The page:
NEW YORK -- The major league batting average rose to .245 in May from .231 in April, leaving the overall figure for the first two months at .240, according to the Elias Sports Bureau.
This year's figure is four percentage points above last year’s average through the first two months.
Last season’s final average of .244 was the lowest since 1972. The slow starts in both this season and last appeared to threaten the record low of .237 in 1968. After that year of the pitcher, the mound height was lowered from 15 inches to 10.
Averages tend to be lower early in the season, when pitchers are ahead of the hitters and cold, wet weather impacts games in the parts of the U.S. Some speculated this year's shortened spring training impacted early offense due to shorter appearances by starting pitchers and expanded rosters that allowed managers to bring in more hard-throwing relievers.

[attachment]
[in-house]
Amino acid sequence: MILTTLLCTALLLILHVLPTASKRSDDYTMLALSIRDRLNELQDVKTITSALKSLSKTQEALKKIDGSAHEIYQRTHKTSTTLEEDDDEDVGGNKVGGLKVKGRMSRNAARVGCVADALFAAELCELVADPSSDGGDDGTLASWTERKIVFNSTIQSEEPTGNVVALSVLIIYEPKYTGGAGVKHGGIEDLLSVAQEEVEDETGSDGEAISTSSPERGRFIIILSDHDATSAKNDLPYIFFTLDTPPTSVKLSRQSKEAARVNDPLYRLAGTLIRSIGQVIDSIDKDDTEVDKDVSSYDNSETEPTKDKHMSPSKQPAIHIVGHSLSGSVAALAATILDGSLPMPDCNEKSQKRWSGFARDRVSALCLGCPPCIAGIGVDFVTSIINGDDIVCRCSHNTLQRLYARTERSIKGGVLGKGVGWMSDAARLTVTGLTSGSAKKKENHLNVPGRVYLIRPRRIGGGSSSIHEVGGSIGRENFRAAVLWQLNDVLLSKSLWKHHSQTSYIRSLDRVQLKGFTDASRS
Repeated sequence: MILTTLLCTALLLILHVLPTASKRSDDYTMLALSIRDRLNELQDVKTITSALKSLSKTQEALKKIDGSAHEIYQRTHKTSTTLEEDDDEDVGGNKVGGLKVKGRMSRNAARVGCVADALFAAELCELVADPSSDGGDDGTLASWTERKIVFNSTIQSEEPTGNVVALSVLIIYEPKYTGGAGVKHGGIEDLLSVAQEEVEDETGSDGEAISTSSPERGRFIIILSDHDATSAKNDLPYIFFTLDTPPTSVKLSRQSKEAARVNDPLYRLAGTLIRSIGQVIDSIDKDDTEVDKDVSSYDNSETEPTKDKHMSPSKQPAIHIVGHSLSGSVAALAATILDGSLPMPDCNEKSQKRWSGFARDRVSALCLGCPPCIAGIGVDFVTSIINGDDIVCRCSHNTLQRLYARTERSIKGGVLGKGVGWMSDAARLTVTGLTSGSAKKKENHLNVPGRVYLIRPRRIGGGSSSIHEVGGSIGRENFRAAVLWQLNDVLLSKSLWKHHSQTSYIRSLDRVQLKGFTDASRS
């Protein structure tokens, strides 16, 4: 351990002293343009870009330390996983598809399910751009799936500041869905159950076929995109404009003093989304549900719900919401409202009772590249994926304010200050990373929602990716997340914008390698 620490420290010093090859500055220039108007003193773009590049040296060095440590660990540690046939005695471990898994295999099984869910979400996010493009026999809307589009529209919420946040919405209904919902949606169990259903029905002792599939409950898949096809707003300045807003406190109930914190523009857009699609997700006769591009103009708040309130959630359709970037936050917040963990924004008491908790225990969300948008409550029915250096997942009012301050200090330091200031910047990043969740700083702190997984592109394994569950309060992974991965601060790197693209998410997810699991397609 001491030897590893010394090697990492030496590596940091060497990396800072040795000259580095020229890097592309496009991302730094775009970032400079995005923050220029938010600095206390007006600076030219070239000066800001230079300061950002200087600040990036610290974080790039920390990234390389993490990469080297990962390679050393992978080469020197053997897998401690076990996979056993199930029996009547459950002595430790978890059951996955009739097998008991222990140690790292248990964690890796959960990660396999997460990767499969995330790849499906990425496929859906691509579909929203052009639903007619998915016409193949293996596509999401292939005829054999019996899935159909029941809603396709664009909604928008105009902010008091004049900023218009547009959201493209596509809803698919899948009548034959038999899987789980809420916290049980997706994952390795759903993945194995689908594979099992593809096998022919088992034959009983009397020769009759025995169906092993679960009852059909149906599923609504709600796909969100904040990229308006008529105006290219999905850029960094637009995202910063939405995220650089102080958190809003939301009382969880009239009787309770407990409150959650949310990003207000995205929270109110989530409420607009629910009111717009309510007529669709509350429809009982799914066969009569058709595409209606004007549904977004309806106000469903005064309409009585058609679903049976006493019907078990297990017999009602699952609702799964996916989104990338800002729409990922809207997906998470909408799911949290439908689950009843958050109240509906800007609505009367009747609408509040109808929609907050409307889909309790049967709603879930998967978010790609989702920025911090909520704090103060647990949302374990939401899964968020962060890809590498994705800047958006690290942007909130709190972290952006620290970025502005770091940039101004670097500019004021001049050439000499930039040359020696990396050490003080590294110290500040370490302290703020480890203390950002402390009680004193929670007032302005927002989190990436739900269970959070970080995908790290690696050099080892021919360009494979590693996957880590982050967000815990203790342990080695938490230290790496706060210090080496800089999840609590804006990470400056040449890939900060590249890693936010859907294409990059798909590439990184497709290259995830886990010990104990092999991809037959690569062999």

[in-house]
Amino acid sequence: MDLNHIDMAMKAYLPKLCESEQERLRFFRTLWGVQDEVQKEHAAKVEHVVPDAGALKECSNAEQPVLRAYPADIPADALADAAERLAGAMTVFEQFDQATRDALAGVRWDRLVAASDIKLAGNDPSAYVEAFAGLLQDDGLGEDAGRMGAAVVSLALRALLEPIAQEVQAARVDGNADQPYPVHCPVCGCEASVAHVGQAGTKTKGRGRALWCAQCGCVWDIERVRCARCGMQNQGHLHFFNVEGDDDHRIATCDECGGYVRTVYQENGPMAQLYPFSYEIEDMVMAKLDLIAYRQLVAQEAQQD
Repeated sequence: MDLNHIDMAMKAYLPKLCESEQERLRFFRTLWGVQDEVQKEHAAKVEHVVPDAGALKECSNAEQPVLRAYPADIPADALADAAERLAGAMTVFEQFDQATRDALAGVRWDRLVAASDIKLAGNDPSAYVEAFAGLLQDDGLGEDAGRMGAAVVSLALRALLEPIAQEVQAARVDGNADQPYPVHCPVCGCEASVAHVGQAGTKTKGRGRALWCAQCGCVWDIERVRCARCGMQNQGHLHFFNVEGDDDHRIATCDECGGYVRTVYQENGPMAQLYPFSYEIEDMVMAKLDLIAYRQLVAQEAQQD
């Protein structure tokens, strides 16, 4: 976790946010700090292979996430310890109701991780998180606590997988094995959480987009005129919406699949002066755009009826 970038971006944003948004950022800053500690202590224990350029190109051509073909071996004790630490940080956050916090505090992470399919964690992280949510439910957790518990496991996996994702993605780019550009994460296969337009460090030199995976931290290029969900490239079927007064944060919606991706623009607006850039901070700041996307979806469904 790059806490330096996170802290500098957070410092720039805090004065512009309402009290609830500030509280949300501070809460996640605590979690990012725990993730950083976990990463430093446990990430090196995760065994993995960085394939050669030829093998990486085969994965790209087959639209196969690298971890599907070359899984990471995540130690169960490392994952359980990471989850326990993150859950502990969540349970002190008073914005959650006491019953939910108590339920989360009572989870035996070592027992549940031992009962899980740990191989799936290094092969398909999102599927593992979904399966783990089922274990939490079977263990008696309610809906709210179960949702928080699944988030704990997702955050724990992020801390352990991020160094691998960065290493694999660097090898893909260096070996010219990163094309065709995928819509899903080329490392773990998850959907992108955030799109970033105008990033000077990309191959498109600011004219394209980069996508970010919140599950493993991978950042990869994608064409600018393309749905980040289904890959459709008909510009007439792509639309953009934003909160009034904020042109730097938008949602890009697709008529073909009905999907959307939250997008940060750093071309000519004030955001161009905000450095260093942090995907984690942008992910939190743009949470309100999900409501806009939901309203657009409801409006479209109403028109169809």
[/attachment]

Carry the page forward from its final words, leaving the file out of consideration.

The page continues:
Home runs also were up slightly in the last month, rising from 0.91 in April to 1.08 in May. This year’s average of 1.00 is more than 10% below last year’s 1.13 per game. Last year averaged 1.14 in April and 1.12 in May, with average rising to 1.22 by the end of the season.
Hits per game rose from 7.62 per team per game in April to 8.29 in May. This year’s season average of 8.00 is slightly above last year’s 7.79 at through two months during a season in which the final figure was 8.13.
Walks and strikeouts are down, with walks at 3.17 per game from last year’s 3.32 through May 31 and strikeouts at 8.33 from last year’s 8.99 for the first two months.
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